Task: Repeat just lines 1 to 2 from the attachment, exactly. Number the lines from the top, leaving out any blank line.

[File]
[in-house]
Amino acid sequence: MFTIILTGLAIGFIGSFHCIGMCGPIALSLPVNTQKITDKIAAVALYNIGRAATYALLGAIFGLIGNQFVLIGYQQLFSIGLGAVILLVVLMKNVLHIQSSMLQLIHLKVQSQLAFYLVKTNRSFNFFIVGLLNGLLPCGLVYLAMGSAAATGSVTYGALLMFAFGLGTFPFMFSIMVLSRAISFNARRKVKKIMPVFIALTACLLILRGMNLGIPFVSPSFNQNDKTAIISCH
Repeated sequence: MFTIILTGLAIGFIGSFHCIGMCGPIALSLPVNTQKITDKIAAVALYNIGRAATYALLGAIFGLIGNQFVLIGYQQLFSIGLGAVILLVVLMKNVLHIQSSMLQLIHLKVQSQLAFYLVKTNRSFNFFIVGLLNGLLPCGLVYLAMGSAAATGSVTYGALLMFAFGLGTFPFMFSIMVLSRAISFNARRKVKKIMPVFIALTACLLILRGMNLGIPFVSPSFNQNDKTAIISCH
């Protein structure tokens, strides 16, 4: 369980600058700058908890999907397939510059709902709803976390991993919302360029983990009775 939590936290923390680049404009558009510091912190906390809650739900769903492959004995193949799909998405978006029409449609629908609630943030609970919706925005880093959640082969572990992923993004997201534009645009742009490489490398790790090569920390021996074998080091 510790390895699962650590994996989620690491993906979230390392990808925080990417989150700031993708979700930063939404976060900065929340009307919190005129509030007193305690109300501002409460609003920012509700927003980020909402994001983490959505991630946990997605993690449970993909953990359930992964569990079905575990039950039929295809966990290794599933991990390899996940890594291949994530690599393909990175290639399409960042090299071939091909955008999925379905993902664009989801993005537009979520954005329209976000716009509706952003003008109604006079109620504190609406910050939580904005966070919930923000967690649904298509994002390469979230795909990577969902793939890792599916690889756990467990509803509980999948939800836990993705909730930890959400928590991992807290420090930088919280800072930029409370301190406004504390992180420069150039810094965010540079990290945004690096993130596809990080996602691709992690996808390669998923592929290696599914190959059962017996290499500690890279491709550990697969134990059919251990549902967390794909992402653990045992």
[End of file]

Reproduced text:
[in-house]
Amino acid sequence: MFTIILTGLAIGFIGSFHCIGMCGPIALSLPVNTQKITDKIAAVALYNIGRAATYALLGAIFGLIGNQFVLIGYQQLFSIGLGAVILLVVLMKNVLHIQSSMLQLIHLKVQSQLAFYLVKTNRSFNFFIVGLLNGLLPCGLVYLAMGSAAATGSVTYGALLMFAFGLGTFPFMFSIMVLSRAISFNARRKVKKIMPVFIALTACLLILRGMNLGIPFVSPSFNQNDKTAIISCH